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Fotheringham

The Reminder is making its archives back to 2003 available on our website. Please note that, due to technical limitations, archive articles are presented without the usual formatting.

The Reminder is making its archives back to 2003 available on our website. Please note that, due to technical limitations, archive articles are presented without the usual formatting.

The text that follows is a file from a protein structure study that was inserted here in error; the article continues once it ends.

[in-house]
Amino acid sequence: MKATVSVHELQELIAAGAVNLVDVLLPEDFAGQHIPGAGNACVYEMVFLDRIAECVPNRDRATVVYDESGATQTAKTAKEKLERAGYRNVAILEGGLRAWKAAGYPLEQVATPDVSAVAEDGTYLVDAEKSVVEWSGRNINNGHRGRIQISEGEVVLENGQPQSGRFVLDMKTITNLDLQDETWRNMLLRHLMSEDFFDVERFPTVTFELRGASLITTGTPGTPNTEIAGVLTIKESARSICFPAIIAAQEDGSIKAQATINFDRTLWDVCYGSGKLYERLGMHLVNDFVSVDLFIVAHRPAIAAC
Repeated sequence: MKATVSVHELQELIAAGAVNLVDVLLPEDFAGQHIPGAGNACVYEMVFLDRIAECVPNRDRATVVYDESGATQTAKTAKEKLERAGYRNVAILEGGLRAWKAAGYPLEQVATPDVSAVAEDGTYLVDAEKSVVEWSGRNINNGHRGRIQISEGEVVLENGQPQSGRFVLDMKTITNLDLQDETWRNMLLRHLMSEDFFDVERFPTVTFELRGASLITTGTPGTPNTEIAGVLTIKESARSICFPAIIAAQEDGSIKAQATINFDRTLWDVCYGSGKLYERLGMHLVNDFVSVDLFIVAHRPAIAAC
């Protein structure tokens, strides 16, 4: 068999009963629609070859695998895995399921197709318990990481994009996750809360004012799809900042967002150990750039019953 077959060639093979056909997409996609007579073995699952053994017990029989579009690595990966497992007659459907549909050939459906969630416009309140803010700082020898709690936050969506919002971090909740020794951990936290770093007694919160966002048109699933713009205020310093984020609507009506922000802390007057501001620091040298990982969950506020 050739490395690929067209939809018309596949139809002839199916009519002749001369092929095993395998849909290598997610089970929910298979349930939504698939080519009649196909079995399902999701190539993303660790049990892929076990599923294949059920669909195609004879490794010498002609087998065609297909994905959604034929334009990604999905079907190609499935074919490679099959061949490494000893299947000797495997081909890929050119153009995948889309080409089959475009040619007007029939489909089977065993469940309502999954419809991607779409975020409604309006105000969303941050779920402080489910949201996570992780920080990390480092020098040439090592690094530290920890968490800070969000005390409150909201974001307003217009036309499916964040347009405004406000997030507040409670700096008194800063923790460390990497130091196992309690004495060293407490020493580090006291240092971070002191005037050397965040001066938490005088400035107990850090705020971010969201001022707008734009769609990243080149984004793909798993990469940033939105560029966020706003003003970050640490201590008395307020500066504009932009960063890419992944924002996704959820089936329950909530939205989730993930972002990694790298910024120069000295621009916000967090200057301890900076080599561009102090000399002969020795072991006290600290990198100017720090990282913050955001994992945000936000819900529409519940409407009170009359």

Who woulda thunk it? Rene Levesque's separatist movement to break up the country ends up creating the most swish party in Toronto where the glitterati would stab each other for tickets. When the lads who would make Quebec a new nation came to power, there was of course that mad dash down the 401 from Montreal to the safe reaches of Hogtown for thousands of citizens who didn't feel welcome at home anymore. One of them was real estate developer Jack Rabinovitch, a roly-poly guy with a great twinkle in his eye and a large wallet in his jeans. He now is the social lion of his adopted town one night a year where he is king of all he surveys and the best matrons in the largest and richest city in the land swoon at his feet. The Giller Night it's called and a select 500 lucky ones got an invite to the watering hole at the Four Seasons Hotel in trendy Yorkville, every single one of them the recipient Ð hand-delivered to their homes Ð of Jack's engraved invitation accompanied by a single red rose. Those Montreal chaps know how to do it up with style. The Giller is Jack's tribute to his late wife Doris Giller, a tart-tongued literary journalist who was book editor at the Montreal Star and later the Toronto Star. Star of the evening, naturally, is the $25,000 cheque, the richest book prize in this impoverished nation. Anyone who can beat out favorite Margaret Atwood obviously deserves it and winner M.G. Vassangi seems almost as much a character as Rabinovitch himself. Born in Kenya, he moved on to study nuclear physics at the Massachusetts Institute of Technology and ended up at our Chalk River atomic gig before deciding on the non-toxic role of an author, his winning The In-Between Life of Vikram Lall being his sixth book. As mentioned, anyone who thought they was somebody was there. See 'Thanks' P.# Con't from P.# Three Ontario ex-premiers, Bill Davis, Bob Rae and David R. Peterson swanned about. As did an-ex Saskatchewan premier, Roy Romanow. Jack is very eclectic in his friends. The mysterious Moses Znaimer came out of hiding and was present in his mysterious self. Pamela Wallin, from her perch at 550 Park Avenue in Manhattan as Canada's consul-general, flew in for the thrash. Richard Addis, the former Globe and Mail editor now an editor with the Financial Times on Fleet Street, flew in from London to be with his buddy Jack. Such is the glitter of the Giller that it is a well-known fact among the Rosedale crowd that certain people who did not receive that single rose at the door make a point of informing all their friends that unfortunately they have a golfing commitment in Florida and will be out of town for that night. The philanthropist in question has to arrive with five cheques for the five finalists since he doesn't even know the winner until the three judges announce the chosen one. Mary Walsh, the nutty Newfie from This Hour Has 22 Minutes, as mistress of ceremonies for the bash, at one stage announced to the 500, "Jack, is that five cheques for $25,000 in your pocket, or are you just happy to see me?" As for the judges, they had to peruse the 97 entries from 38 different publishers. I would guarantee that if either of the three ploughed through all 97, another fee of $25,000 would be warranted. In all, an hilarious evening, topped off as usual, on its 10th anniversary with Jack's usual serving of Irish coffee for 500. Mordecai Richler, who dreamed up this idea with Jack in a Montreal smoked meat palace, would be smiling from above. There's a saying that you should not speak ill will about the dead. So, Rene. Thanks a lot.